Mentions: This shows that the terrain-induced canopy height difference is, in essence, the elevation difference between the laser hit and tree root elevation. That is, canopy height differences exist without exception because of the uneven ground. The differences will, in turn, influence the extraction of canopy vertices, trunk location, crown, volume and biomass. Extracted forest parameters will be distorted. It is thus imperative to remove the influence of terrain to conduct a more accurate extraction of canopy height. Because the normalized point cloud or CHM is obtained by subtracting the DEM data from DSM data or the raw point cloud, the influence of topography on canopy height varies with individual trees. Therefore, the point cloud of individual trees should be segmented first and foremost. Figure 4 shows a flowchart of the method used. The details are described below.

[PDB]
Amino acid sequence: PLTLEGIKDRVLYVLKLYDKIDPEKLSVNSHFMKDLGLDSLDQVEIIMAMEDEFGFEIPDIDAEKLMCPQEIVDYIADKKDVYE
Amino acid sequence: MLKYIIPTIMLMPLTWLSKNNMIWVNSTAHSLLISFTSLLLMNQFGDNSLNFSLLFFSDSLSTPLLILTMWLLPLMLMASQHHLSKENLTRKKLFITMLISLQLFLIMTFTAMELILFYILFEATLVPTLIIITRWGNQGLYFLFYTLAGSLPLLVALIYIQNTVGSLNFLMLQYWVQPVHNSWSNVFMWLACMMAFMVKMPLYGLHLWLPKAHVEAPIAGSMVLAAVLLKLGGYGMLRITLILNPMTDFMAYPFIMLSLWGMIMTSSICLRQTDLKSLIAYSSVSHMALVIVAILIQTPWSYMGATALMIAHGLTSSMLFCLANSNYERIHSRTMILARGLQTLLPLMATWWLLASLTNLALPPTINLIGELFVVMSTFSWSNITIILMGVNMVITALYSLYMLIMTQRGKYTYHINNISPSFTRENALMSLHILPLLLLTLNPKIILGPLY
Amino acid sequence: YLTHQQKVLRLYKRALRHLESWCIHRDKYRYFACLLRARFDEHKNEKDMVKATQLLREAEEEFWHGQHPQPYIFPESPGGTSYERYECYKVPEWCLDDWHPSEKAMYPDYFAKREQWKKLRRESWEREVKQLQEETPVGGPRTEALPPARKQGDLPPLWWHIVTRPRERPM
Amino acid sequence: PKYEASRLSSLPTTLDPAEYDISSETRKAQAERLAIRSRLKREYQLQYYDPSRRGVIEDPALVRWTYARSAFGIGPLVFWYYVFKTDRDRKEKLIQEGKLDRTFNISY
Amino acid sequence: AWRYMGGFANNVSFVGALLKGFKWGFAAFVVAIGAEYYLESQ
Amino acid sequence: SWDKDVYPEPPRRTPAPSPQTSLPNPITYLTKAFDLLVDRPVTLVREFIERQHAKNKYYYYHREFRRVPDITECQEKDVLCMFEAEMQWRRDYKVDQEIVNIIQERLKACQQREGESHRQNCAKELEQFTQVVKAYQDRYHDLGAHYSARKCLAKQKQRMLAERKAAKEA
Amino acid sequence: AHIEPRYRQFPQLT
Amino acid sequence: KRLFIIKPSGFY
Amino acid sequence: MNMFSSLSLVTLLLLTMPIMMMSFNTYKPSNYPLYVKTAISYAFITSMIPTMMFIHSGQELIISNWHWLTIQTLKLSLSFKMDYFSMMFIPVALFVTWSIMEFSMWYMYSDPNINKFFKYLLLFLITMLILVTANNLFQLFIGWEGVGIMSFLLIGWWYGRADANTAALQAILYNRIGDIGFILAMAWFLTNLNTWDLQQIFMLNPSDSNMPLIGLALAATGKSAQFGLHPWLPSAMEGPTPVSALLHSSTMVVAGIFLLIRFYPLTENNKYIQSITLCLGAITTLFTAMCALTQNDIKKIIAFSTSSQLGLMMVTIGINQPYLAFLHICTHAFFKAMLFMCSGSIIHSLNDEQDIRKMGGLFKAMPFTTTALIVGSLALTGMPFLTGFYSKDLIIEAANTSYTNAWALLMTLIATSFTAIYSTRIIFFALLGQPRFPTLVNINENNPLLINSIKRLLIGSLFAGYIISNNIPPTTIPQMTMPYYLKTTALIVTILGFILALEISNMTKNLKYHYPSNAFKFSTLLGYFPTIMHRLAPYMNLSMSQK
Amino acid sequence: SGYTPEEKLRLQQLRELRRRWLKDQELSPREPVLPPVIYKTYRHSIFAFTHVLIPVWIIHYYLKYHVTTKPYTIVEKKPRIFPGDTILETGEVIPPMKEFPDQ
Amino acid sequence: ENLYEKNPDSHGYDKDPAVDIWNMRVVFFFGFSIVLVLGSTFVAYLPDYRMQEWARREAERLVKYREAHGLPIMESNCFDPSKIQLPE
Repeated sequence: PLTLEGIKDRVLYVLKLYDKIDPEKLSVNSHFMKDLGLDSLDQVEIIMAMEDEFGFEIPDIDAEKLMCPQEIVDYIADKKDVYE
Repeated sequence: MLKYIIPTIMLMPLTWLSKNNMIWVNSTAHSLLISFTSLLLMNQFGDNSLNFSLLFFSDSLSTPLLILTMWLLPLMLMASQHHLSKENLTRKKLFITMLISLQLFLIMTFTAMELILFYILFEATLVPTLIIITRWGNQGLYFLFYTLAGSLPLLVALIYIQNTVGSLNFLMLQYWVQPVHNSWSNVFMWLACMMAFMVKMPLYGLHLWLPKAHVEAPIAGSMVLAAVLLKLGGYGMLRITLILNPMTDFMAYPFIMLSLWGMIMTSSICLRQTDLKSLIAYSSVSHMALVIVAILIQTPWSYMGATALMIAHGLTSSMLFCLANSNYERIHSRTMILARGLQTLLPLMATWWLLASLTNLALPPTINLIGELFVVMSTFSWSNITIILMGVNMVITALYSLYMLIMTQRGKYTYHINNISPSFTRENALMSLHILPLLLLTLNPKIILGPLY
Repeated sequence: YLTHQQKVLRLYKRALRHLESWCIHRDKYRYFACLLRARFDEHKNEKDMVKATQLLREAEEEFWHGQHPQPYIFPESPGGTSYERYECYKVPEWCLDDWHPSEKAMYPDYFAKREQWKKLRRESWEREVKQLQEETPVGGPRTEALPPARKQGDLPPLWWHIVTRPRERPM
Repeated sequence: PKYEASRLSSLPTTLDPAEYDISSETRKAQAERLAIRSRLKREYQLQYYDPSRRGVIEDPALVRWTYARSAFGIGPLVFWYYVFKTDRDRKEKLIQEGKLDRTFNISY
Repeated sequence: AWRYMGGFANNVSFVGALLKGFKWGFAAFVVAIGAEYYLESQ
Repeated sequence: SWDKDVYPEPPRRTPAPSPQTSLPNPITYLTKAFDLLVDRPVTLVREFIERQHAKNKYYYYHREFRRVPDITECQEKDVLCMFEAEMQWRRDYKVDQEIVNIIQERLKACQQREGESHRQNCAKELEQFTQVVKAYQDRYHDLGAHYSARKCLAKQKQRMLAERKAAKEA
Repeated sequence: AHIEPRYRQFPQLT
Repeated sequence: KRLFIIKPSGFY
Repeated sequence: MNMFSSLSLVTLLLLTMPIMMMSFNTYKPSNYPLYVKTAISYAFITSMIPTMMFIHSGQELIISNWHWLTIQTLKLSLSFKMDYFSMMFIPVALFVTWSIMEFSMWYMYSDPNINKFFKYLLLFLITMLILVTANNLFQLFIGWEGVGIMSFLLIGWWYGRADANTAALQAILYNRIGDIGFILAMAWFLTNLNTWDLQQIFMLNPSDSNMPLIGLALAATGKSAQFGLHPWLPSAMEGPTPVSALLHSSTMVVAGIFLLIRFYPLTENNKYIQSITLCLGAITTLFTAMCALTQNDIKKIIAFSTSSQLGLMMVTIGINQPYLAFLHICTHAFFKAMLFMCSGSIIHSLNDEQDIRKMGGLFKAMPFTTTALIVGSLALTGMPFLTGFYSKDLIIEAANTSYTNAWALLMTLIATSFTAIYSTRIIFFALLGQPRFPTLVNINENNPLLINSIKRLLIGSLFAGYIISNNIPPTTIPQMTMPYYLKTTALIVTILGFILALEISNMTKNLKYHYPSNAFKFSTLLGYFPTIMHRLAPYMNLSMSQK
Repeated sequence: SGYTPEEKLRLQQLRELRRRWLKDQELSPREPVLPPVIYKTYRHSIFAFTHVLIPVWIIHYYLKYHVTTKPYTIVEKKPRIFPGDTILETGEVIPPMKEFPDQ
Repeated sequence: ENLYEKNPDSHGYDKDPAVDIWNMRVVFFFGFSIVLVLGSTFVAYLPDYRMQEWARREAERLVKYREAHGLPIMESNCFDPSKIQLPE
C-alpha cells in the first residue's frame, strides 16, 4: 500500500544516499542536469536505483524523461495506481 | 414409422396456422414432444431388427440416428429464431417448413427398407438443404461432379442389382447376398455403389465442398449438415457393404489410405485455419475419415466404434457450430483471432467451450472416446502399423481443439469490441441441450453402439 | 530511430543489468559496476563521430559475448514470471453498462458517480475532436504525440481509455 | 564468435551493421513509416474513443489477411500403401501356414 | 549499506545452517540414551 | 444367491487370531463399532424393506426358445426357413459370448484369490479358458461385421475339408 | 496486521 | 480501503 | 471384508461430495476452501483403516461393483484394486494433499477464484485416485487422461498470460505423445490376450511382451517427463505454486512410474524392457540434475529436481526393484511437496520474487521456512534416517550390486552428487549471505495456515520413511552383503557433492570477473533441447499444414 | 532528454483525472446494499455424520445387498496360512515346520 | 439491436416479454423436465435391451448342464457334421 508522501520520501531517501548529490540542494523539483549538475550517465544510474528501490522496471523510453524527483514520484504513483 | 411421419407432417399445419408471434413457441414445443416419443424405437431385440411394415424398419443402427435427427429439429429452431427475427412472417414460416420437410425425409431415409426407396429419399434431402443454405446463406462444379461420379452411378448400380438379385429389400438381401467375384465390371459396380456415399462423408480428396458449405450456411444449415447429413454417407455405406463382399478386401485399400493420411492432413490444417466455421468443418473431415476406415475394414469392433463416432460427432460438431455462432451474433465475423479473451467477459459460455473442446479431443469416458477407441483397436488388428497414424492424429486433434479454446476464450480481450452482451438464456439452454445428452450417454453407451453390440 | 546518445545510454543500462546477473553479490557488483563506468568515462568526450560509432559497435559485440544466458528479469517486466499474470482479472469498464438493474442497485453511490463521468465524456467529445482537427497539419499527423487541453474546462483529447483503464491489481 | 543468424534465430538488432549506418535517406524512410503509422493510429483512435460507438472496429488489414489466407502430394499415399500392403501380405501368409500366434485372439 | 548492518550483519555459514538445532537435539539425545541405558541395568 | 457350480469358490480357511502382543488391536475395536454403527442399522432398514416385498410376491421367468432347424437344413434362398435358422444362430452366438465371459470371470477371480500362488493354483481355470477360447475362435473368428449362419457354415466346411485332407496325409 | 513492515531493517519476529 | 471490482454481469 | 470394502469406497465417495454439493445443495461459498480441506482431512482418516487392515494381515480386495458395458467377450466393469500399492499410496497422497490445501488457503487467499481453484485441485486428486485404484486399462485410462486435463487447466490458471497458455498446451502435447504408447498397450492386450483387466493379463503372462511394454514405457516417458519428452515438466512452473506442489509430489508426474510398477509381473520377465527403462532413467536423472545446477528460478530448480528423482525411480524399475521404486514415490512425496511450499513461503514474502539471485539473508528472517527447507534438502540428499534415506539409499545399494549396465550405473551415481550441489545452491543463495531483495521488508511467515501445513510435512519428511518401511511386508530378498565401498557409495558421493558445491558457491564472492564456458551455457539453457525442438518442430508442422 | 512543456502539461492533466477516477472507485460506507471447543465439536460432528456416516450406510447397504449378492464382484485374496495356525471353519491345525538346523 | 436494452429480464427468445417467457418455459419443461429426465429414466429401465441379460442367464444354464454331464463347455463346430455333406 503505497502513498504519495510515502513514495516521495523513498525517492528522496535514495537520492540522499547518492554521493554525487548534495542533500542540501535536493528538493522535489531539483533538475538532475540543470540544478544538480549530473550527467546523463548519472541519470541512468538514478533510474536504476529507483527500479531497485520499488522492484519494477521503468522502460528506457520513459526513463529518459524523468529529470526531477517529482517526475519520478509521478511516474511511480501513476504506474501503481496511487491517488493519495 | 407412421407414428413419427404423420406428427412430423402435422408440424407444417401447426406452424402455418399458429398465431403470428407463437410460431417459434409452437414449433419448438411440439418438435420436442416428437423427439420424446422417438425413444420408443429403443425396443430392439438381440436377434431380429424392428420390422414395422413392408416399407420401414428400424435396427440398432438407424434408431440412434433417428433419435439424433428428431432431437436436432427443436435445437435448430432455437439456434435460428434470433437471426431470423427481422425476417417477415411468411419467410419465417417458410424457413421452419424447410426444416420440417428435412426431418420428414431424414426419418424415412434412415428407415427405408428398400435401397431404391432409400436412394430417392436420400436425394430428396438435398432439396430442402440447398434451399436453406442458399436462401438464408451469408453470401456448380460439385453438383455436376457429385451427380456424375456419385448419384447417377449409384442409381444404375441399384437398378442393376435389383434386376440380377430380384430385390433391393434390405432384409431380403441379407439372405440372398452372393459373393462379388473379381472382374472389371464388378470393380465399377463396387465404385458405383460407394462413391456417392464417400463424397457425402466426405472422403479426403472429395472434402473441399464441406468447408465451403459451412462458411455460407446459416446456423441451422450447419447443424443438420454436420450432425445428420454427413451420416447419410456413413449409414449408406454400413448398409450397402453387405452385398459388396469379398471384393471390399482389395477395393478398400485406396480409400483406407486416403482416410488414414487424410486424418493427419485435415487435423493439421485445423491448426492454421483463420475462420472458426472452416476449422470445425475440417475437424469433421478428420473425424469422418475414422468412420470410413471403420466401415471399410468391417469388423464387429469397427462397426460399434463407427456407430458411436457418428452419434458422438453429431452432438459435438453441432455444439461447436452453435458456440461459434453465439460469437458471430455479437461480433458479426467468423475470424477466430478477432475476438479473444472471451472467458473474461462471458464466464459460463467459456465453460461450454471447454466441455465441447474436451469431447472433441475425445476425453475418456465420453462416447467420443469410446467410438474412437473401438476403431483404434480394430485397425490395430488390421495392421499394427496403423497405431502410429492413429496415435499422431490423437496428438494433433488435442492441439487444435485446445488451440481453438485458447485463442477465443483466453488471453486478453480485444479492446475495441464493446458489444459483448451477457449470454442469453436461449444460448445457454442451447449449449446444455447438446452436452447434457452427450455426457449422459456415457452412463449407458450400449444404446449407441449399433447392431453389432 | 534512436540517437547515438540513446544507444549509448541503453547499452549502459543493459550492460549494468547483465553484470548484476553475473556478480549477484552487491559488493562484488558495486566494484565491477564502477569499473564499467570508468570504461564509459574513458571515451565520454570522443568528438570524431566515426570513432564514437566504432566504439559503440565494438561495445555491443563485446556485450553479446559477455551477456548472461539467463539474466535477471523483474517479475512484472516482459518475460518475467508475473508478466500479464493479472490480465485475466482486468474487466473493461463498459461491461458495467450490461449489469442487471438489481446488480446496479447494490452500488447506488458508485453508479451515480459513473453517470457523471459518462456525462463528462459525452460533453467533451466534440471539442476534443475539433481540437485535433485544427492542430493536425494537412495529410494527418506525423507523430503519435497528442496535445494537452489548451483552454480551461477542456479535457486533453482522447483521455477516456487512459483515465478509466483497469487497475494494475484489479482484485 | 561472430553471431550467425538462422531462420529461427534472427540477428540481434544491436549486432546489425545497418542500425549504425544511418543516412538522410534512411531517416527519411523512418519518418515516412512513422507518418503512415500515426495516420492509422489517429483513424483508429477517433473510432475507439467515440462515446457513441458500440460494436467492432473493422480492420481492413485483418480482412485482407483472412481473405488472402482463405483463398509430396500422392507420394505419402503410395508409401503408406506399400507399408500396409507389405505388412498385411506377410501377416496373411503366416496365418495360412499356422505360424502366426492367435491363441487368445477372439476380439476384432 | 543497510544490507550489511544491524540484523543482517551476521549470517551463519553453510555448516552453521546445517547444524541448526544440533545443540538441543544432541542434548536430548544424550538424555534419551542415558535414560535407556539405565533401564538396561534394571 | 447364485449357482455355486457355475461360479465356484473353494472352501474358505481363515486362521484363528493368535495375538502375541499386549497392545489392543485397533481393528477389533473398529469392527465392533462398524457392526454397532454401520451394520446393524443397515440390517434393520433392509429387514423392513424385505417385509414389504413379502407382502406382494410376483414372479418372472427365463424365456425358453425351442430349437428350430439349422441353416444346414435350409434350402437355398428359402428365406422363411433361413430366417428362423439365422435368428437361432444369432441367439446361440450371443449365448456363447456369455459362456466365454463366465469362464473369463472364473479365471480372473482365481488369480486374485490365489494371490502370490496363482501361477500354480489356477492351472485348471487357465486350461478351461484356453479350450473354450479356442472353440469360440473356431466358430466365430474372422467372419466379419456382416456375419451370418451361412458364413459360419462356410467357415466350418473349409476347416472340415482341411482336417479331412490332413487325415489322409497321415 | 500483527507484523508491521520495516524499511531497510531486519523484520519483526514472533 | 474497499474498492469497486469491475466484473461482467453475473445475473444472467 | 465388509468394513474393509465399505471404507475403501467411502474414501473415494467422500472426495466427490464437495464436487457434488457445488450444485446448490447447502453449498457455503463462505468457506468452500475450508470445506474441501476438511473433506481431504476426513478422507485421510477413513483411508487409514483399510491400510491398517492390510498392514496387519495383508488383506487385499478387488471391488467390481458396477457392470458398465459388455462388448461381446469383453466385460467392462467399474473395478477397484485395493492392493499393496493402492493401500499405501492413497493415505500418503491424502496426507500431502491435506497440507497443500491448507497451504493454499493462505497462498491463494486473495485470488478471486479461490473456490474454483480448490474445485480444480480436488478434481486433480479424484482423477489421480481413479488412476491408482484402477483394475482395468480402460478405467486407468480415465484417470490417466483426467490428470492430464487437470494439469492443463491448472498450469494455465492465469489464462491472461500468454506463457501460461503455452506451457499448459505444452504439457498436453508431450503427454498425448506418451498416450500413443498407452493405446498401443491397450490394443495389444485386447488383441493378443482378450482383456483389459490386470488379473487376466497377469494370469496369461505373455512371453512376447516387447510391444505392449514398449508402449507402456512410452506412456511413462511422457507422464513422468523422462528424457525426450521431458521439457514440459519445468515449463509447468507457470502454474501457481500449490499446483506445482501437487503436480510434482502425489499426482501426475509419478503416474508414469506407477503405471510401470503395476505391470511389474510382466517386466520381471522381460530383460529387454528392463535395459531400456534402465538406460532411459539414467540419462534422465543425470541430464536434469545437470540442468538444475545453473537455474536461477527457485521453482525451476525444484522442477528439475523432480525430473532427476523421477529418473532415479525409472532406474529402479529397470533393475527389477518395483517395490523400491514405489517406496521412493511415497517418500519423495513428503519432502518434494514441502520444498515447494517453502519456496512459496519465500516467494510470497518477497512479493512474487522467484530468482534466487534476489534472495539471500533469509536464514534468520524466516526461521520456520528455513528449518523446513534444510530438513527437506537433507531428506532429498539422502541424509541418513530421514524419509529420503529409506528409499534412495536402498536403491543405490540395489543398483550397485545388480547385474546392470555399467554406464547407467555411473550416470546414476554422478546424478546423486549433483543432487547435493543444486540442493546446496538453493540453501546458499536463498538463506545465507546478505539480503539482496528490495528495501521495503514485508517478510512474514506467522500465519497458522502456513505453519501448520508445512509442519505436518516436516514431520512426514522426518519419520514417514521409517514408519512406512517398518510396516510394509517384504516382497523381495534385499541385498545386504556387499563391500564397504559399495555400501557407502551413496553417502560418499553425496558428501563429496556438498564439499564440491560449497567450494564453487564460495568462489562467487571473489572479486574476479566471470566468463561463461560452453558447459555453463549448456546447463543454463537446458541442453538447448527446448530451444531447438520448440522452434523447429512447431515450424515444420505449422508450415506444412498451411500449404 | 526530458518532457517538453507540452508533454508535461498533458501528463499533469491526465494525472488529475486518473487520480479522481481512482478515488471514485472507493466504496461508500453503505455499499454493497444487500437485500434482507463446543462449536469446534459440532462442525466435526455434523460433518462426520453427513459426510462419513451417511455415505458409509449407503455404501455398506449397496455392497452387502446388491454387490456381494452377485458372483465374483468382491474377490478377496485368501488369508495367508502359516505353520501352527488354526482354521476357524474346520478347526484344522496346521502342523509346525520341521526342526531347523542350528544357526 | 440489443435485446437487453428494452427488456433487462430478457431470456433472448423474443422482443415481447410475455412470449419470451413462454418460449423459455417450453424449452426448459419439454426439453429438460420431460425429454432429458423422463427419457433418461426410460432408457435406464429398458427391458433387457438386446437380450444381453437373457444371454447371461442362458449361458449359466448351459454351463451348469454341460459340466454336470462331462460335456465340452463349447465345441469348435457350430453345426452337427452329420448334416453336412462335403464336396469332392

Bottom Line: Finally, a height weighted correction method is applied to correct the topological effects.The method is applied to LiDAR data acquired in South China, and its effectiveness is tested using 41 field survey plots.The results show that the terrain impacts the canopy height of individual trees in that the downslope side of the tree trunk is elevated and the upslope side is depressed.

View Article: PubMed Central - PubMed

Affiliation: Key Laboratory of Digital Earth Science, Institute of Remote Sensing and Digital Earth (RADI), Chinese Academy of Science, Haidian District, Beijing 100094, China. zjj@mail.csu.edu.cn.

ABSTRACT